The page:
Eat local! Eat seasonal! Eat well!

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Andrew is back for Round 2 on blog authorship. Hip with the times on folks talking about access to healthy (cough-cough non-GMO cough-cough) food, he spells out a few benefits for eating locally and seasonally. Check it:

Take a second and ask yourself one simple question- what is better than fresh food? Although you may be able to think of a few personal bucket list goals that may trump fresh food, I declare it cannot be beaten by very much. What is better than biting into a fresh, juicy watermelon or sweet ear of corn that has just been picked from the farm?

This brings up the question- how can you make sure you are getting the freshest food? One way to help increase the odds of your food being fresh is buying locally and seasonally. The definition of “locally grown” food is anything grown within a 150 mile radius of your front door. This can be enhanced by buying seasonally, meaning only buying foods when they are in their growing season. Eating seasonally ensures food does not have to travel very far to get to you. Fresh food, full of great taste and flavor. You can’t beat it. How many times have you been to the super market and purchased corn that was out of season? You take it home and the excitement before that first bite is overwhelming. Then… that first bite, the sadness ensues from its bland and unsatisfying taste, it cripples all those feeling of joy. If the corn is in season, the taste will usually meet all of your expectations and the joy will last until you finish eating. I have fond memories of being a child growing up in the country, walking across the street to the farm to get fresh, in season, local corn. There is nothing better than that first bite I can assure you of that.

Fresh taste, as amazing as it may be, is not the only benefit to buying locally and seasonally. There are several environmental impacts that you can help to reduce by purchasing these food items. One, when food is shipped across the country, it is normally taken by big 18-wheel trucks. These trucks use a large amount of fuel to arrive at their final destination causing a large carbon footprint. Thinking how many trucks it takes to fill a super market and how many super markets there are in your state alone, this number becomes astronomical. When food is out of season, the carbon footprint created increases even more. When a food item is out of season, take strawberries for example, it must be shipped in from places like Central or South America either by boat, train or plane. These farms are normally large scale, monoculture farms that take away massive amounts natural resources. Eating locally and seasonally can help to reduce your personal carbon impact on our lovely planet, which is never a bad thing.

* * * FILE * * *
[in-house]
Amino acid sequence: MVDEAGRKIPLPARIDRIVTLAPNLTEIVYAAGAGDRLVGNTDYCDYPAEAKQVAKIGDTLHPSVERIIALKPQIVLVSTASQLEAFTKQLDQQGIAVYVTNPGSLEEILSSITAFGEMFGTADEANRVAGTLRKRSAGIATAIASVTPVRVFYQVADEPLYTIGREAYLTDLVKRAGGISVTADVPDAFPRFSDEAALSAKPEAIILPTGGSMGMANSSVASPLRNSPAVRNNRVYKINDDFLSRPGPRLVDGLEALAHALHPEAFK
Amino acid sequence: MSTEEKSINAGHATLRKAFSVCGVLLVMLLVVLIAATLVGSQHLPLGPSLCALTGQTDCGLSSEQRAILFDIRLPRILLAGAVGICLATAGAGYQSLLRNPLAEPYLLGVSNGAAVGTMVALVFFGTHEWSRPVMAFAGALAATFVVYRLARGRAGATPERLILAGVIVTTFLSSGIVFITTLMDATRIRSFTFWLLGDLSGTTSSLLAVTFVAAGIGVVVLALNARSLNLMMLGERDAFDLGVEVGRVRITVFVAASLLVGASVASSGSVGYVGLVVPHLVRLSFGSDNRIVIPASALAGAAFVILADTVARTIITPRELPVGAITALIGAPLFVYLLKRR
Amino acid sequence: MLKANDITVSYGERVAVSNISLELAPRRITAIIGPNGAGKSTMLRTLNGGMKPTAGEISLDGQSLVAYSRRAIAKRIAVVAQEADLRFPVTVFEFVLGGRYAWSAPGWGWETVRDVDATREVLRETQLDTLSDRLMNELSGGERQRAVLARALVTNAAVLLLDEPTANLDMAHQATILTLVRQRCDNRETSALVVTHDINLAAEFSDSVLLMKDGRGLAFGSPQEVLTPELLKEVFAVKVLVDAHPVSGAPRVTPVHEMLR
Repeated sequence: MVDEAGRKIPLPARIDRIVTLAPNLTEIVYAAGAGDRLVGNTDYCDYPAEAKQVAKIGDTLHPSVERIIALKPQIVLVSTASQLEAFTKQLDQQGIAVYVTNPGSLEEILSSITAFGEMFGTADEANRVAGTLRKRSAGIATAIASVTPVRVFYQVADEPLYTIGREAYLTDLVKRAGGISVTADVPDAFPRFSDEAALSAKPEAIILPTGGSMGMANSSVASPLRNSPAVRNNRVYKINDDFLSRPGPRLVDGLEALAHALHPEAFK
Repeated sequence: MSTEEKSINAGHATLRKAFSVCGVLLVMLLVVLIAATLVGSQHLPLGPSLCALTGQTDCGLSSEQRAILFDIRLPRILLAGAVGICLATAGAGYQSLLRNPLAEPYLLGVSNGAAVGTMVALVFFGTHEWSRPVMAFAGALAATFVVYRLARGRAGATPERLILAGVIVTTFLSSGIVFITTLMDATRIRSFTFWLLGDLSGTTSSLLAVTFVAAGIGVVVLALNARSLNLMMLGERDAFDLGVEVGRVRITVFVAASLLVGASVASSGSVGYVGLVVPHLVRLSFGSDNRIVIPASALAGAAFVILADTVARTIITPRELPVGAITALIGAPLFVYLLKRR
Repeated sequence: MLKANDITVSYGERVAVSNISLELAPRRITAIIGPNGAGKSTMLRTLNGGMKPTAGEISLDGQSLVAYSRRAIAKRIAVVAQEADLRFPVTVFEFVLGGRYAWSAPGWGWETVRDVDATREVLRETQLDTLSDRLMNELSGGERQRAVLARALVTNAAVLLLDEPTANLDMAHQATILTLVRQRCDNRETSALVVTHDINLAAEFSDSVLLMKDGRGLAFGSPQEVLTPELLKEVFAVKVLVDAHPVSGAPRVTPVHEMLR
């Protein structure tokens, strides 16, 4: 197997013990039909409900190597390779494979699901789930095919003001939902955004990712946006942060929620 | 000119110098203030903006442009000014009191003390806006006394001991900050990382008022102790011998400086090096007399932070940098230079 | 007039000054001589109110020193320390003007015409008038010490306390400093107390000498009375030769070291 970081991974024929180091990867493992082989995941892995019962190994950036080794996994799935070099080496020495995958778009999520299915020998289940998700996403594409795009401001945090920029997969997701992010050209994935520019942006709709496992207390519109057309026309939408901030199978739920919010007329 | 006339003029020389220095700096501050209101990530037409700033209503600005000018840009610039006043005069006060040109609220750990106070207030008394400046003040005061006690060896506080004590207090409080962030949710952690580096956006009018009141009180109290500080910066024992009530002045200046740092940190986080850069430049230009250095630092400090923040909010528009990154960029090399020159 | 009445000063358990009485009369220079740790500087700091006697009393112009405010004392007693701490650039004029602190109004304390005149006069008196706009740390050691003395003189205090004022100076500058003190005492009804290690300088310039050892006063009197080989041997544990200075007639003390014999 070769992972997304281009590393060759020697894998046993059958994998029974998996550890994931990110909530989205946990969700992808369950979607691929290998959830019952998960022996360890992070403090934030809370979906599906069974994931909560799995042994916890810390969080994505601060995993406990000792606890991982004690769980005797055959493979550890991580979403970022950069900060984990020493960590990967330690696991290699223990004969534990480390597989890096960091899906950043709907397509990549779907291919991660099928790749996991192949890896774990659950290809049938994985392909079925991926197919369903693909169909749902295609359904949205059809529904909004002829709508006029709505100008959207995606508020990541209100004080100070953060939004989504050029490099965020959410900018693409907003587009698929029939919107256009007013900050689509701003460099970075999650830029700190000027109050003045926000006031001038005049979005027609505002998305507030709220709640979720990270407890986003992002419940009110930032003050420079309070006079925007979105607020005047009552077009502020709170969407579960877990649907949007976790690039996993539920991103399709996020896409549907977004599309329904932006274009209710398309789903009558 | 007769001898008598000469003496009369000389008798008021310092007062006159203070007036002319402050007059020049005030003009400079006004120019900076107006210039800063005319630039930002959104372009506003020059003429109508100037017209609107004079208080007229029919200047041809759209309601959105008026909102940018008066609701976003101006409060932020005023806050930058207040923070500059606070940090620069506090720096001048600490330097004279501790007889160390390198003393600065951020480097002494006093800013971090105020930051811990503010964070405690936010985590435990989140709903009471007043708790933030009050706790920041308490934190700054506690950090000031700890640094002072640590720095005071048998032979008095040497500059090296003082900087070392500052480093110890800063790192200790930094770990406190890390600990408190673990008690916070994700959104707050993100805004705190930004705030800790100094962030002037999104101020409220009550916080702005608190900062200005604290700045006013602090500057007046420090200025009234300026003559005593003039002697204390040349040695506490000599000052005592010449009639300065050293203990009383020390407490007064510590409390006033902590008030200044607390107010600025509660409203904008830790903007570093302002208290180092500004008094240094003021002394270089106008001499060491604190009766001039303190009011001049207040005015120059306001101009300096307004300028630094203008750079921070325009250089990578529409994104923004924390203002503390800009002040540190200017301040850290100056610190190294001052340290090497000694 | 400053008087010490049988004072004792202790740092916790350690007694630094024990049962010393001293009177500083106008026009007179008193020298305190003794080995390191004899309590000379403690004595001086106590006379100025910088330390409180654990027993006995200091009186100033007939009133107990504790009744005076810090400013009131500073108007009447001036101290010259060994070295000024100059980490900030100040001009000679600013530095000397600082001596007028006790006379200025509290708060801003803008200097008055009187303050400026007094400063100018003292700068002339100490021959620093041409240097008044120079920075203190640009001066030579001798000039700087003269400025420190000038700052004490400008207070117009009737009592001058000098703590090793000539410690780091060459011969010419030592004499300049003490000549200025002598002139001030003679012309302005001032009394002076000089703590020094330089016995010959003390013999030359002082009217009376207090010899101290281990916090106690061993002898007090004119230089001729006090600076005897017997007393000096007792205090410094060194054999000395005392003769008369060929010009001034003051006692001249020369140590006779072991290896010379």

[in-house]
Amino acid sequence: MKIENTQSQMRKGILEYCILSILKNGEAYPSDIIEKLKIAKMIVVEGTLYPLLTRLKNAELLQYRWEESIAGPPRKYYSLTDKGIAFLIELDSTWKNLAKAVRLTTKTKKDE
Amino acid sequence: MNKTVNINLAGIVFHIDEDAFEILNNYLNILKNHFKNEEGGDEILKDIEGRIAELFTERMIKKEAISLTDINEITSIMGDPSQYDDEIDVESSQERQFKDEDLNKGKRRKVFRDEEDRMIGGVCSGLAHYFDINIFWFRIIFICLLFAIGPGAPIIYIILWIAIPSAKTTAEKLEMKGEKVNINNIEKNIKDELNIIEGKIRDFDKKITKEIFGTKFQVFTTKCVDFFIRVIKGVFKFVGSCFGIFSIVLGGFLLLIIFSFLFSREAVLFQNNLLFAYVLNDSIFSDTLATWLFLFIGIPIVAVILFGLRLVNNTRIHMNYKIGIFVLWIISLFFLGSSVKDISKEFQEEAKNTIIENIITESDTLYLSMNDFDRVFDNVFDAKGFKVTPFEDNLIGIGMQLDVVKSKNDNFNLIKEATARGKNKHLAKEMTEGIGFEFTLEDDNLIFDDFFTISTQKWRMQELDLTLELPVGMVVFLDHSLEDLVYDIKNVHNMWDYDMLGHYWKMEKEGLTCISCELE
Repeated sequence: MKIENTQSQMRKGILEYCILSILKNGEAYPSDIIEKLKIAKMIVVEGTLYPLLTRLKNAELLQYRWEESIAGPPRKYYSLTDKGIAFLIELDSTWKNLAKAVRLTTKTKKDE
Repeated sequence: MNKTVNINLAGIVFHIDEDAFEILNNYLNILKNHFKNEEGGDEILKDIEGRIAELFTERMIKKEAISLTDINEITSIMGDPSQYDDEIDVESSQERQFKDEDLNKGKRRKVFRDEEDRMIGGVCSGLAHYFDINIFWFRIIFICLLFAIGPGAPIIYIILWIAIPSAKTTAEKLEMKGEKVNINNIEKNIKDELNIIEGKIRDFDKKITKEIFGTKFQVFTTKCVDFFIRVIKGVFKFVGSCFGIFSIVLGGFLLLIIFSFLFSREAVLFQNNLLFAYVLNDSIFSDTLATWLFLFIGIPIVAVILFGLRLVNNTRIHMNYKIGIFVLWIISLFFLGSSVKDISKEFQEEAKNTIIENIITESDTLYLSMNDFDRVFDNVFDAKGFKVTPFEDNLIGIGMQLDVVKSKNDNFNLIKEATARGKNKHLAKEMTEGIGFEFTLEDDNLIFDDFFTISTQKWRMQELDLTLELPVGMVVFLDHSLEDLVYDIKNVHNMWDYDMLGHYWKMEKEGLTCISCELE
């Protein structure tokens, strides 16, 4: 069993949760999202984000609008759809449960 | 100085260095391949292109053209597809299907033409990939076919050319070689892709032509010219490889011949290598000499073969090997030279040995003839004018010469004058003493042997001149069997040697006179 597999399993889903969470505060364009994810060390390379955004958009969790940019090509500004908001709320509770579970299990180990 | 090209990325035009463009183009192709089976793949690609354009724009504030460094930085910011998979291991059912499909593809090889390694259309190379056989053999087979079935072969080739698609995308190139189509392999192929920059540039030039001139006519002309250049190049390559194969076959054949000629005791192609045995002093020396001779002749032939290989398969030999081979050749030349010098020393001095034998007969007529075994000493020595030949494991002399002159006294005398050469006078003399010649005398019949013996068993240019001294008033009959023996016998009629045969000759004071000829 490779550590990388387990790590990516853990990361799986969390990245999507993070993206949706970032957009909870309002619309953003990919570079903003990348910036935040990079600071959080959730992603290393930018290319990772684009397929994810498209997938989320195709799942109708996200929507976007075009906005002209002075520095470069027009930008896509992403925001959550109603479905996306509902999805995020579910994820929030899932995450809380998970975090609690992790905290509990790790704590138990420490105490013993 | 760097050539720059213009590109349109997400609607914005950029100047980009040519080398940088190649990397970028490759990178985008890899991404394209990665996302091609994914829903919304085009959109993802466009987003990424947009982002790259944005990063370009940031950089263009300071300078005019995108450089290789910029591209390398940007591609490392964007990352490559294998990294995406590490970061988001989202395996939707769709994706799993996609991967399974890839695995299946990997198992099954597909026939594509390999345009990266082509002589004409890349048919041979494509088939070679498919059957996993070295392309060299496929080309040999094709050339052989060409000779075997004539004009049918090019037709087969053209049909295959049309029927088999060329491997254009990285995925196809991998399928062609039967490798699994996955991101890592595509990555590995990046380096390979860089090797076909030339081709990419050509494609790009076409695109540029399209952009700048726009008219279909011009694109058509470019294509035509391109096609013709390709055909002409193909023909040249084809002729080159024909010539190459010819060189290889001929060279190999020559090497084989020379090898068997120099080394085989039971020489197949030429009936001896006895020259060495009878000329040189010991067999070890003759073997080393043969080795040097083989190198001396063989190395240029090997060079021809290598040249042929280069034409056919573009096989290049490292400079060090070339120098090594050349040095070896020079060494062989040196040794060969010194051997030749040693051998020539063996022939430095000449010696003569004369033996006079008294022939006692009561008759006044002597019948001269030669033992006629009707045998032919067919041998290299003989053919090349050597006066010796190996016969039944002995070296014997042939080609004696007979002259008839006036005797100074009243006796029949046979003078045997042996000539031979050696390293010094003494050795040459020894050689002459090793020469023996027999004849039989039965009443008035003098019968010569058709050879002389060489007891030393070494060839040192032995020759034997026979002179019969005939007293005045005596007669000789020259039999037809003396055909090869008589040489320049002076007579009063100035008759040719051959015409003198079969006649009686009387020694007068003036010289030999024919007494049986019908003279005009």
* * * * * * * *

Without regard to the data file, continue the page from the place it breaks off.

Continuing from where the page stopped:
Now, I know what you’re thinking, fresh taste and environmental saving, could this get any better? Yes! There are even more benefits to buying seasonally and locally!  Chances are it will keep your wallet and your community’s wallet as green as the fresh veggies you purchase. When you buy locally, you help to support local businesses and farms. Not only does the economy increase but also the sense of community in your area increases. Local markets are normally run by local people. Having interactions with these people increases the sense of community in your area. Also, food bought out of season also tends to be more expensive. On average, you will  pay $1-2 dollars more for out of season food, meaning you pay more for a lower quality product.

There are so many more great reasons to buy food from the local market and when it is in season; I’ve only listed a few benefits to buy local and seasonal. Now, armed with this knowledge, try to do your best- go out there and keep it local!

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